Better recording made easy - >>Improved PAS table<< | Made excellent- >>click here to download the Oddball Microphone Technique illustrated PDF booklet<<

Offline noahbickart

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Re: M/S Processing for non m/s sources
« Reply #11 on: October 17, 2018, 06:30:58 PM »
Here's a great example.  wforwumbo made a great recording of Phish in Albany last night, you can find it here: http://bt.etree.org/details.php?torrentId=602184

To my ears, there's just a touch too much room in the recording. So I ran it through the Klanghelm VUMT Deluxe (https://klanghelm.com/contents/products/VUMTdeluxe/VUMTdeluxe.php), and dropped the S signal by 1.5db, and then compensated for the overall decrease in volume by switching the same plugin back to L/R and raising both L and R. It's subtle, but definitely cleans it up a little.

I love being able to use plugins for playback, and that klanghelm one is *always* in the mix
« Last Edit: October 25, 2018, 09:25:20 AM by noahbickart »
Recording:
Capsules: Schoeps mk41v (x2), mk4v (x2), mk22 (x2), mk3 (x2), mk21 & mk8
Cables: 2x nbob KCY, 1 pair nbob actives, Darktrain 2 and 4 channel KCY extensions:
Preamps:    Schoeps VMS 02iub, Naiant Littlebox, Naiant IPA, Sound Devices Mixpre6
Recorders: Sound Devices Mixpre6, Sony PCM m10

Home Playback: Mytek DSD 192> McIntosh MC162> Eminent Tech LFT-16; Musical Fidelity xCan v2> Hifiman HE-4XX / Beyerdynamic DT880

Office Playback: Grace m903> AKG k701 / Hifiman HE-400

Online kuba e

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Re: M/S Processing for non m/s sources
« Reply #12 on: October 18, 2018, 05:28:00 PM »
This is interesting thread. I would like to ask about phase cancellation when doing M/S equalization for spaced pair of mics:

- If I equalize M/S for lows, the phase cancellation can appear only in the low region (the region that was touched by eq)? Or the phase cancellation can appear in all regions (included regions that was not touched by eq)?

- Is the lower probability of phase cancellation when eq bass than eq height?

Offline Gutbucket

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Re: M/S Processing for non m/s sources
« Reply #13 on: October 18, 2018, 07:31:57 PM »
Not sure I follow. Is this something you notice this when doing Left/Right equalization?  If not, it's not something you will notice when doing Mid/Side (sum/difference) equalization.  The best practical answer I can give is to listen carefully when you make the adjustment to determine if it is doing anything other than what you want.

Standard (minimum-phase) EQ causes some degree of phase shift which is confined to the EQ'd region.  And as I understand it, the amount of phase shift depends on the gain and Q of the filter.  However, you are unlikely to hear that as cancellation per se.


With regards to spaced microphones and the phase-relationship between channels-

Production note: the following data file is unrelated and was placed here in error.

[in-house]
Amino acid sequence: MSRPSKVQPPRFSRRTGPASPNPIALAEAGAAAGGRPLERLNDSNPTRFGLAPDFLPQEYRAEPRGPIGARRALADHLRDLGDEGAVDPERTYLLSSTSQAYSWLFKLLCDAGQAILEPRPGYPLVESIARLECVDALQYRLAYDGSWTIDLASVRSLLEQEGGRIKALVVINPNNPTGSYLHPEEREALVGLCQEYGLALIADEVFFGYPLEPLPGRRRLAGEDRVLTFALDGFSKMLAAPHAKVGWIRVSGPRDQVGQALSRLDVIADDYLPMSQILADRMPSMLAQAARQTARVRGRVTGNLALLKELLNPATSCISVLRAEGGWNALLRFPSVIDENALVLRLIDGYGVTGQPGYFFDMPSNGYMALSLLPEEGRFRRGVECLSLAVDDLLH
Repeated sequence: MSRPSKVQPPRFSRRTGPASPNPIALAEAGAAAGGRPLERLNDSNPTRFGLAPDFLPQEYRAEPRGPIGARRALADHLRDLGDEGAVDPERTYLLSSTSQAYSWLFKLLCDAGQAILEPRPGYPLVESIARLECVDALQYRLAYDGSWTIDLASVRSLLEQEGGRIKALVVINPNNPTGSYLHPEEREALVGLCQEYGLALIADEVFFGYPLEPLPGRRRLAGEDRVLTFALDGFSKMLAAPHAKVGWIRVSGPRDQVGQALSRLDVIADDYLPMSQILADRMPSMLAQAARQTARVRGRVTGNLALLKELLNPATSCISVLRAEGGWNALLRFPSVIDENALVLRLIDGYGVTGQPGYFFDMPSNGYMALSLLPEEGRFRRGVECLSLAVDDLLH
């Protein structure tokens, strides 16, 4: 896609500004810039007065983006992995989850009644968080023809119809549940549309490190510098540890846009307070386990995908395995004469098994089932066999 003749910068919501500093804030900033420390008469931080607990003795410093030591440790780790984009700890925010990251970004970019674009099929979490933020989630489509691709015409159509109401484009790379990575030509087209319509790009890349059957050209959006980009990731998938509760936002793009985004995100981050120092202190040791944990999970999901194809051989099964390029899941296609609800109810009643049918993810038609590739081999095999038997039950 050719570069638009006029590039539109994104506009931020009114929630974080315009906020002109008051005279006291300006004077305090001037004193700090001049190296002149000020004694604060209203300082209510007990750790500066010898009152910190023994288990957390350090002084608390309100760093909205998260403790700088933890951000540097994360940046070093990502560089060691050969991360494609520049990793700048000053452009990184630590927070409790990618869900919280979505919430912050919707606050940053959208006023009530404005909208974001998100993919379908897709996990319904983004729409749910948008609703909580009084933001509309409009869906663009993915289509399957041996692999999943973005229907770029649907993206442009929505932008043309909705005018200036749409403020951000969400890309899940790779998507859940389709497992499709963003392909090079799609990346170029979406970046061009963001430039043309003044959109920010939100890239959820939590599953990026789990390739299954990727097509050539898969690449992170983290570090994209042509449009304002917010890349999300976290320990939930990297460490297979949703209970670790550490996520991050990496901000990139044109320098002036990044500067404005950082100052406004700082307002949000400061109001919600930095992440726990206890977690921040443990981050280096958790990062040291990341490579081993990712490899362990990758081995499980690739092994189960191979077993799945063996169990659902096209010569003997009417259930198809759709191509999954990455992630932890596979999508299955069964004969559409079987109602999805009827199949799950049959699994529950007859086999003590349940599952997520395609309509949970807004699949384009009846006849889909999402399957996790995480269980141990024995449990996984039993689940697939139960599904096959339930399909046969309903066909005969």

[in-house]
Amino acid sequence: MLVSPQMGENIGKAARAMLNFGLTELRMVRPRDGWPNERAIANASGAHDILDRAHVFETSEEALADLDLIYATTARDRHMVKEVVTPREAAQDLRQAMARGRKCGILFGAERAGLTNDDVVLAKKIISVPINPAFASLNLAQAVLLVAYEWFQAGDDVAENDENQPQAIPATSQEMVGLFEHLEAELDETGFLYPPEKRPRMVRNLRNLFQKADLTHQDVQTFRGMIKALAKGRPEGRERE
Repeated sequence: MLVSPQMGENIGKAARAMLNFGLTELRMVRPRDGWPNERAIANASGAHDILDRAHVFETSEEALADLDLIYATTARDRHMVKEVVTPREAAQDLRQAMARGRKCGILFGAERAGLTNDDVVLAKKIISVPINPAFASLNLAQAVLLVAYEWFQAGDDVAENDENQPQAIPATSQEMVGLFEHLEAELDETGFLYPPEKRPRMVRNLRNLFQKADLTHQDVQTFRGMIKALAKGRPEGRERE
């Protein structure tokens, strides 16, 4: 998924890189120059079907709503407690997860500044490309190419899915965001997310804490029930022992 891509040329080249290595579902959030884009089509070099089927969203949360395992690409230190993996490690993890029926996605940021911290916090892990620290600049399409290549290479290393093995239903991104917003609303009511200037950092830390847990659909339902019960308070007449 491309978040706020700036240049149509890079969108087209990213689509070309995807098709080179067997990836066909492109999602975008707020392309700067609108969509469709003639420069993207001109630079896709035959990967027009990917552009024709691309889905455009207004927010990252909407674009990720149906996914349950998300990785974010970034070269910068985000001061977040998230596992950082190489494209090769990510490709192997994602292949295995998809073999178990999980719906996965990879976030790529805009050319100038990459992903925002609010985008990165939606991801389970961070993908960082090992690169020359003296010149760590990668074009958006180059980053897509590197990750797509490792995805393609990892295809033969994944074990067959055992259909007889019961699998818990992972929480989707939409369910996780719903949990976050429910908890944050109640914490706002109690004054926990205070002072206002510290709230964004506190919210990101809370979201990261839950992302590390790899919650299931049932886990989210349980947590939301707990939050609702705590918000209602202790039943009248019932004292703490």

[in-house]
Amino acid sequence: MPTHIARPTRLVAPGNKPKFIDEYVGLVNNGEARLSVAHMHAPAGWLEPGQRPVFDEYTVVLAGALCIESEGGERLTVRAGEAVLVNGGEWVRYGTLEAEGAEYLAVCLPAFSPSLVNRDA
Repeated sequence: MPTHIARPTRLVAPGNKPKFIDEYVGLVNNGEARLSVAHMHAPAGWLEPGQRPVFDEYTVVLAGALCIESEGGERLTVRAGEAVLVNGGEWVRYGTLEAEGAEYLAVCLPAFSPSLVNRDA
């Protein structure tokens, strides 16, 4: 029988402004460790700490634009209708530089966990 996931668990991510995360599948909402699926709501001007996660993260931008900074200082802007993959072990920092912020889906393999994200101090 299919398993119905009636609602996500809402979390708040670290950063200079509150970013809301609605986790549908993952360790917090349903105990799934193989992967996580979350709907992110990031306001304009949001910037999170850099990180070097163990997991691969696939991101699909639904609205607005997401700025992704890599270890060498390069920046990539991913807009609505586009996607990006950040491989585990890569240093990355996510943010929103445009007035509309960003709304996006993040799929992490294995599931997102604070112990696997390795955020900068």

For direct sound arriving along the plane perpendicular to an imaginary line between the microphones, the content in both channels will be coherent and in-phase across the full frequency range. For direct sound arriving from off-axis, and for diffuse/reverberant sound which arrives essentially from all directions equally, the content is in-phase at the lowest frequencies and transitions to increasing degrees phase shift as frequency increases, becoming essentially randomized once the degree of phase shift exceeds 180 degrees.  The frequency at which this trend begins to occur is determined by the spacing between the microphones and the angle of arrival.  This applies to any spaced pair, a near-spaced directional pair of microphones as well as a wide-spaced pair of omnis, the difference between the two being the corner frequency at which that begins to occur, which will be lower for wide-spaced omnis, and considerably higher for a near-spaced pair.  Either way, the sum of the two channels (Mid) favors the in-phase components and the difference of the two channels (Side) favors the randomized phase components.
musical volition > vibrations > voltages > numeric values > voltages > vibrations> virtual teleportation time-machine experience
Better recording made easy - >>Improved PAS table<< | Made excellent- >>click here to download the Oddball Microphone Technique illustrated PDF booklet<<

Offline ycoop

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Re: M/S Processing for non m/s sources
« Reply #14 on: October 19, 2018, 01:02:05 AM »
^If I’m understanding that correctly, that explains why my first attempts at pseudo-MS processing showed peaks of around +3 dB from the low end (maybe to around 200 Hz) and the side around 0 dB (though now that I'm writing this I'm not sure what the reference dB is).
« Last Edit: October 19, 2018, 03:44:02 AM by ycoop »
Mics: Avantone CK-1s, CA-14 omnis
Pres: CA9100
Recorders: DR-60d mkII, DR-22wl, DR-07